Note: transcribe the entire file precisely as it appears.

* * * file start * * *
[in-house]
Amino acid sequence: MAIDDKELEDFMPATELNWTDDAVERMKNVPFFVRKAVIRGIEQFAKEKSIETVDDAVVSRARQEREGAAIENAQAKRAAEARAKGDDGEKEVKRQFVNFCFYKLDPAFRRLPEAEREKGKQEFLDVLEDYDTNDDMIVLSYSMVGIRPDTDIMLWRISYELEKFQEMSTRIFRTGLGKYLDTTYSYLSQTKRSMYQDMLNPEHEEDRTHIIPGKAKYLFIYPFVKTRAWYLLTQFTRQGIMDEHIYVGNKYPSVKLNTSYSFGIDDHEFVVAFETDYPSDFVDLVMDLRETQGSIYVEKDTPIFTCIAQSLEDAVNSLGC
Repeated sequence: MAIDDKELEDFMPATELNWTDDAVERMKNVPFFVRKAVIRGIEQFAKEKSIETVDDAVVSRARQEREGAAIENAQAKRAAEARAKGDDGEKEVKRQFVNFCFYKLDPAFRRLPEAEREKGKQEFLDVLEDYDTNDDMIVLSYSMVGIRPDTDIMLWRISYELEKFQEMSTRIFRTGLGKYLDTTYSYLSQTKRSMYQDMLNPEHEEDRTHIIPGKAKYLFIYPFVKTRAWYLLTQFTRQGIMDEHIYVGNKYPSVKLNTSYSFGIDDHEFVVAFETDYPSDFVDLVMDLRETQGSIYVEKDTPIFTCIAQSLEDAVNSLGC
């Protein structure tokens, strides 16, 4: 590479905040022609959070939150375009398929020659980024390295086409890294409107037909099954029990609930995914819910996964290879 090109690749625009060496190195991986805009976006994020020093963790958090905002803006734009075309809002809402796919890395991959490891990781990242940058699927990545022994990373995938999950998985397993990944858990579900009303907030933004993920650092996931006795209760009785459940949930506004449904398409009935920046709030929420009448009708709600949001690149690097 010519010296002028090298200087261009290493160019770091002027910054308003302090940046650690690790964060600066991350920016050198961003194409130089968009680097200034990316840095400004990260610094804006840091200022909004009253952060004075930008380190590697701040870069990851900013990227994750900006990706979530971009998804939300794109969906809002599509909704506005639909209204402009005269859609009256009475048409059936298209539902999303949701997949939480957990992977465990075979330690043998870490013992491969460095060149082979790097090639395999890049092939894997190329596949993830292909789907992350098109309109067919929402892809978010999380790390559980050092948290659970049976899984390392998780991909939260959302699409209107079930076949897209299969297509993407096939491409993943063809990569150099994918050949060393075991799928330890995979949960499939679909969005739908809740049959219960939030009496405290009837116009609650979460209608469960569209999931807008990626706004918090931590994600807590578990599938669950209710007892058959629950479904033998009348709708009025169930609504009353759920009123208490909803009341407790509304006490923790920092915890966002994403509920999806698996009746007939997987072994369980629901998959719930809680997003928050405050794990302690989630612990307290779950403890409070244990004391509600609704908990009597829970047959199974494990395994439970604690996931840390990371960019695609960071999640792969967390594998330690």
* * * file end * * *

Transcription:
[in-house]
Amino acid sequence: MAIDDKELEDFMPATELNWTDDAVERMKNVPFFVRKAVIRGIEQFAKEKSIETVDDAVVSRARQEREGAAIENAQAKRAAEARAKGDDGEKEVKRQFVNFCFYKLDPAFRRLPEAEREKGKQEFLDVLEDYDTNDDMIVLSYSMVGIRPDTDIMLWRISYELEKFQEMSTRIFRTGLGKYLDTTYSYLSQTKRSMYQDMLNPEHEEDRTHIIPGKAKYLFIYPFVKTRAWYLLTQFTRQGIMDEHIYVGNKYPSVKLNTSYSFGIDDHEFVVAFETDYPSDFVDLVMDLRETQGSIYVEKDTPIFTCIAQSLEDAVNSLGC
Repeated sequence: MAIDDKELEDFMPATELNWTDDAVERMKNVPFFVRKAVIRGIEQFAKEKSIETVDDAVVSRARQEREGAAIENAQAKRAAEARAKGDDGEKEVKRQFVNFCFYKLDPAFRRLPEAEREKGKQEFLDVLEDYDTNDDMIVLSYSMVGIRPDTDIMLWRISYELEKFQEMSTRIFRTGLGKYLDTTYSYLSQTKRSMYQDMLNPEHEEDRTHIIPGKAKYLFIYPFVKTRAWYLLTQFTRQGIMDEHIYVGNKYPSVKLNTSYSFGIDDHEFVVAFETDYPSDFVDLVMDLRETQGSIYVEKDTPIFTCIAQSLEDAVNSLGC
């Protein structure tokens, strides 16, 4: 590479905040022609959070939150375009398929020659980024390295086409890294409107037909099954029990609930995914819910996964290879 090109690749625009060496190195991986805009976006994020020093963790958090905002803006734009075309809002809402796919890395991959490891990781990242940058699927990545022994990373995938999950998985397993990944858990579900009303907030933004993920650092996931006795209760009785459940949930506004449904398409009935920046709030929420009448009708709600949001690149690097 010519010296002028090298200087261009290493160019770091002027910054308003302090940046650690690790964060600066991350920016050198961003194409130089968009680097200034990316840095400004990260610094804006840091200022909004009253952060004075930008380190590697701040870069990851900013990227994750900006990706979530971009998804939300794109969906809002599509909704506005639909209204402009005269859609009256009475048409059936298209539902999303949701997949939480957990992977465990075979330690043998870490013992491969460095060149082979790097090639395999890049092939894997190329596949993830292909789907992350098109309109067919929402892809978010999380790390559980050092948290659970049976899984390392998780991909939260959302699409209107079930076949897209299969297509993407096939491409993943063809990569150099994918050949060393075991799928330890995979949960499939679909969005739908809740049959219960939030009496405290009837116009609650979460209608469960569209999931807008990626706004918090931590994600807590578990599938669950209710007892058959629950479904033998009348709708009025169930609504009353759920009123208490909803009341407790509304006490923790920092915890966002994403509920999806698996009746007939997987072994369980629901998959719930809680997003928050405050794990302690989630612990307290779950403890409070244990004391509600609704908990009597829970047959199974494990395994439970604690996931840390990371960019695609960071999640792969967390594998330690």